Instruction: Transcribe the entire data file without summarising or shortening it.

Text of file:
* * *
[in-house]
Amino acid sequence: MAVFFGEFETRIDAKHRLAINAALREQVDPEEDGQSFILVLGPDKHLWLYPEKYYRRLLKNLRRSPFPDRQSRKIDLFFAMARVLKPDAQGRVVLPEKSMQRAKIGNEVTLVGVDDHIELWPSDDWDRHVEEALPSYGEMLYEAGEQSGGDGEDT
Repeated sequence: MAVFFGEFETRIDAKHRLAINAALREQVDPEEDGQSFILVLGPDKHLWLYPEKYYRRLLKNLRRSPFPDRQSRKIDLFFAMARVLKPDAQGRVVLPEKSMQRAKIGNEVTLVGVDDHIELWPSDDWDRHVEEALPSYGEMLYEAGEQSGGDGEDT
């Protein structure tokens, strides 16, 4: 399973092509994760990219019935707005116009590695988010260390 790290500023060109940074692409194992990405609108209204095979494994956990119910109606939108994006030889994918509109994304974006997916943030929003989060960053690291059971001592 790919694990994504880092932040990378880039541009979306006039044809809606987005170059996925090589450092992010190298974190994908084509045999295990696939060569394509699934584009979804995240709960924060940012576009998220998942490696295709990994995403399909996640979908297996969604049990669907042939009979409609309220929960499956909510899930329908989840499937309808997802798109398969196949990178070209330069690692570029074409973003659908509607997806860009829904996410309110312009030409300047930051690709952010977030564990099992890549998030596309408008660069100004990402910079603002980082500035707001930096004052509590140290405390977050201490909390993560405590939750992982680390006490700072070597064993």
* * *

[in-house]
Amino acid sequence: MAVFFGEFETRIDAKHRLAINAALREQVDPEEDGQSFILVLGPDKHLWLYPEKYYRRLLKNLRRSPFPDRQSRKIDLFFAMARVLKPDAQGRVVLPEKSMQRAKIGNEVTLVGVDDHIELWPSDDWDRHVEEALPSYGEMLYEAGEQSGGDGEDT
Repeated sequence: MAVFFGEFETRIDAKHRLAINAALREQVDPEEDGQSFILVLGPDKHLWLYPEKYYRRLLKNLRRSPFPDRQSRKIDLFFAMARVLKPDAQGRVVLPEKSMQRAKIGNEVTLVGVDDHIELWPSDDWDRHVEEALPSYGEMLYEAGEQSGGDGEDT
């Protein structure tokens, strides 16, 4: 399973092509994760990219019935707005116009590695988010260390 790290500023060109940074692409194992990405609108209204095979494994956990119910109606939108994006030889994918509109994304974006997916943030929003989060960053690291059971001592 790919694990994504880092932040990378880039541009979306006039044809809606987005170059996925090589450092992010190298974190994908084509045999295990696939060569394509699934584009979804995240709960924060940012576009998220998942490696295709990994995403399909996640979908297996969604049990669907042939009979409609309220929960499956909510899930329908989840499937309808997802798109398969196949990178070209330069690692570029074409973003659908509607997806860009829904996410309110312009030409300047930051690709952010977030564990099992890549998030596309408008660069100004990402910079603002980082500035707001930096004052509590140290405390977050201490909390993560405590939750992982680390006490700072070597064993």